I suppose what I might've wanted to say earlier was something like this: what Calvin & Hobbes represented to me in my formative years, Sketchbook represents to me now in postadolescence. The range of what is possible in this universe is quite encouraging; the truth of how little of that promise we fulfill, quite distressing. But with Watterson next to my cereal bowl each morning, I did not need to strain to feel optimistic about humanity's potential or about its capacity for self-improvement; I could allow myself not only hope but even confidence that we were headed to some nobler, exalted place, that we would eventually be lifted from our present lamentable state to a dignified, shining enlightenment. And nowadays, with a companion like Kajiwara-san, it is so much more difficult to despair, much harder to dismiss people as vicious, unthinking beasts, and existence itself as a pointless absurdity. We are not yet beyond redemption; this world is not dying.
I have given Sketchbook a ten in every category. To do otherwise would intimate that I wished some part of it changed.
It is a personal request I am making. Please read this series.
After enjoying Sketchbook ~full color'S~ immensely, I quickly decided to jump onto its source manga, written and illustrated by Totan Kobako, expecting similar things to the laid-back, easy-going, yet intriguing and most of all humorous adaptation the anime was. Well, the manga was all of those things alright, but also a completely different affair from the anime.
Sketchbook, a 4koma comedy manga by Totan Kobako, is indeed just as laid back as its anime adaptation. The soft art style, its lack of a continuing plotline, and of course the head-in-the-clouds main character Sora all contribute to create the relaxing atmosphere the anime is known for. And
yet, the focus of the manga isn't so much Sora's view of her world and the people she knows, but more the people themselves and their (much varied) view of the world. Kobako utilizes the characters, a cast of high schoolers brought together by their involvement in the art club (the similarities pretty much end there) to present to the reader his view of the world.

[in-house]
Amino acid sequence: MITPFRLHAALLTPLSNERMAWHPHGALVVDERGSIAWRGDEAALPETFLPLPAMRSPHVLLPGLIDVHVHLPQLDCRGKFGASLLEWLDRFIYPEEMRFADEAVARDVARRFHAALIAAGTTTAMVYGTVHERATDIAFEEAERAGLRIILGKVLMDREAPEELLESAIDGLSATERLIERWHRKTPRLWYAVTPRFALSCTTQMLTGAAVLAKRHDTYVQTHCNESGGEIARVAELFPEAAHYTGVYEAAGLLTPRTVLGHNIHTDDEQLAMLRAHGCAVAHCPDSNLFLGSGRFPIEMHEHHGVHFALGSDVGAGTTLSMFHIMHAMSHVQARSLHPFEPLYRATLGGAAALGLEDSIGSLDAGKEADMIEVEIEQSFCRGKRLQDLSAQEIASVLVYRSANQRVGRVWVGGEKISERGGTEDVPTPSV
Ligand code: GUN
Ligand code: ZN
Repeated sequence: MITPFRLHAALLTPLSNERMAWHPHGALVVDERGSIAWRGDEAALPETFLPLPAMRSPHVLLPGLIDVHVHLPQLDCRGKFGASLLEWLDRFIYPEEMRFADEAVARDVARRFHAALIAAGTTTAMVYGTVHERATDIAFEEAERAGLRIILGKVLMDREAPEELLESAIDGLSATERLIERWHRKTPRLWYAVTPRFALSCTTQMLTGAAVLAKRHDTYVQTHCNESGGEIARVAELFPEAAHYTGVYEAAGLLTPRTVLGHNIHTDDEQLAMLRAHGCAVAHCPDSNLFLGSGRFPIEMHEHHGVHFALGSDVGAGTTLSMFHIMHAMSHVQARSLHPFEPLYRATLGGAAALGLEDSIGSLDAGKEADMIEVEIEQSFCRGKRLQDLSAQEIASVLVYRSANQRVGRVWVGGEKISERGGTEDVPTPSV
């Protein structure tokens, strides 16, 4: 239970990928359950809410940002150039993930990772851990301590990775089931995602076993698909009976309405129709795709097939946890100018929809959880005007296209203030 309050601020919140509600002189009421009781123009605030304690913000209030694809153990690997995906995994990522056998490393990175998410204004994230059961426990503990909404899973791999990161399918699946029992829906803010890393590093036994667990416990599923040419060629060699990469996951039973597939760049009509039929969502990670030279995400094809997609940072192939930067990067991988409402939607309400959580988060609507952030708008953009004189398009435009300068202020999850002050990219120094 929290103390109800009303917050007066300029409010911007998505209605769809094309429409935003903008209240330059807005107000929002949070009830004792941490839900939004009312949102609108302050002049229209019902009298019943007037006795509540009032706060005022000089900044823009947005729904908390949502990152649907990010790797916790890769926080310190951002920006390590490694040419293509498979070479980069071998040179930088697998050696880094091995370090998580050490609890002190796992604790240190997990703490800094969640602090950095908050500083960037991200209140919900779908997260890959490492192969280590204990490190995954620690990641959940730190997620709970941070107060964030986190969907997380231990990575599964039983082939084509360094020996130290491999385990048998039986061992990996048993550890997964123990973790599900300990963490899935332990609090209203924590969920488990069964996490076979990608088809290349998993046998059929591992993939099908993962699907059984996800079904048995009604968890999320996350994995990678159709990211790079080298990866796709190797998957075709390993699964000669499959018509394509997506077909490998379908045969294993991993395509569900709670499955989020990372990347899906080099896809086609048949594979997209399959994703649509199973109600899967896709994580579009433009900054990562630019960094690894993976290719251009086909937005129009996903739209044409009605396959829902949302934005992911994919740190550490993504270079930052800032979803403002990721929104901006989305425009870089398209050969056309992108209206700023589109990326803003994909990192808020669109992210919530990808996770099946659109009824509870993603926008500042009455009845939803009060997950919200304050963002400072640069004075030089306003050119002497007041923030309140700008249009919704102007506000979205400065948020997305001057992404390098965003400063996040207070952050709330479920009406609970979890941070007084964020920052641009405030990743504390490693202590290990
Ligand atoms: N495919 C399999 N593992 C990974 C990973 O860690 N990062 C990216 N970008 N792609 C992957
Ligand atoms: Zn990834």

With such a dynamic cast - from the bug otaku Nagisa to the penny pincher Hazuki - Kobako is able to touch upon a variety of aspects of every day life, ranging from reading street signs to going fishing, and of course, art club activities. Thus Sketchbook provides more than a few "aha" and "I do that!" moments for every reader, and through Kobako's clever wordplay and careful timing of jokes presents many "lol" moments while doing so.
The manga definitely focuses more on the comedy aspect in comparison to the anime, but also does a great job in further developing the characters in which the anime somewhat falls short due to its short length (season 2 where?). Again the various character traits and archetypes allow Kobako to explore many themes and situations, in which the side characters are used extensively, allowing the reader be thoroughly exposed to each character. As a result, characters who may have gone unnoticed in the show truly get a chance to shine in the manga (Kuga and Hazuki come to mind) and oftentimes they are the true highlights of the series, to the degree that it's perhaps inappropriate to call them "side" characters. There are no boring characters in Sketchbook, nor are there any filler characters. Each character provides a unique vantage point from which Kobako shares his witty observations about the little things that may go unnoticed in the big picture.
In that sense, Sketchbook is indeed a sketchbook upon which Kobako has laid out his sketch of the world, and to me, it is an appealing, agreeable, and accurate sketch. Of course his sketch may not be for everyone, but if you are the type who finds pleasure in the small, ordinary and simple things in life and, of course, having a few good laughs, this may just be the manga for you.